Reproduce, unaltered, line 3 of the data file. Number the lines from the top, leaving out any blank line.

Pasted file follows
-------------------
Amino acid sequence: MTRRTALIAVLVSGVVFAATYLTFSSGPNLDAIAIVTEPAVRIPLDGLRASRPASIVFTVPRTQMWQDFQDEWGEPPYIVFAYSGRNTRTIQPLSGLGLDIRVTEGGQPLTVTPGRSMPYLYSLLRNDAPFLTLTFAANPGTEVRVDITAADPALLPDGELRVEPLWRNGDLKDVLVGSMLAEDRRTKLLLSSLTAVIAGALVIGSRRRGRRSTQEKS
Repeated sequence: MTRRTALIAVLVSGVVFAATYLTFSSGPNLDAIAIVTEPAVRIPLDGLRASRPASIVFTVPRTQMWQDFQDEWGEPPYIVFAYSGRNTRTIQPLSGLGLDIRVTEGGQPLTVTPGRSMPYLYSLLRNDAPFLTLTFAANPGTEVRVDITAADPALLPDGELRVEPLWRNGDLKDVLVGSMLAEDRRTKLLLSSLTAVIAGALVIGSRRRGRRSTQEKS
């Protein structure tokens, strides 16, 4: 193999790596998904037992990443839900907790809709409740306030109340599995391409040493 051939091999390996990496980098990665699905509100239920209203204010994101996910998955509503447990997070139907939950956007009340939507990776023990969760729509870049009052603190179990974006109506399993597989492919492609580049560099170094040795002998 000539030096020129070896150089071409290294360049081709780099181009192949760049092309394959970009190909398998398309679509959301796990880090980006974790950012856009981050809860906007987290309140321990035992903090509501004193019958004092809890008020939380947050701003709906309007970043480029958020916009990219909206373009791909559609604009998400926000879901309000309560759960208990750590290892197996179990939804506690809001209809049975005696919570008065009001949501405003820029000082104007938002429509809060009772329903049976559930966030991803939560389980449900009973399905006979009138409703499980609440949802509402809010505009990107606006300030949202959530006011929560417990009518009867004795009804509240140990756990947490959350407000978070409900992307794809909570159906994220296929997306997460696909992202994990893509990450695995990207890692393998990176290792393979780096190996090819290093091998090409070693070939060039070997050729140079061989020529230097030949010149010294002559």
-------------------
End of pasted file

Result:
């Protein structure tokens, strides 16, 4: 193999790596998904037992990443839900907790809709409740306030109340599995391409040493 051939091999390996990496980098990665699905509100239920209203204010994101996910998955509503447990997070139907939950956007009340939507990776023990969760729509870049009052603190179990974006109506399993597989492919492609580049560099170094040795002998 000539030096020129070896150089071409290294360049081709780099181009192949760049092309394959970009190909398998398309679509959301796990880090980006974790950012856009981050809860906007987290309140321990035992903090509501004193019958004092809890008020939380947050701003709906309007970043480029958020916009990219909206373009791909559609604009998400926000879901309000309560759960208990750590290892197996179990939804506690809001209809049975005696919570008065009001949501405003820029000082104007938002429509809060009772329903049976559930966030991803939560389980449900009973399905006979009138409703499980609440949802509402809010505009990107606006300030949202959530006011929560417990009518009867004795009804509240140990756990947490959350407000978070409900992307794809909570159906994220296929997306997460696909992202994990893509990450695995990207890692393998990176290792393979780096190996090819290093091998090409070693070939060039070997050729140079061989020529230097030949010149010294002559």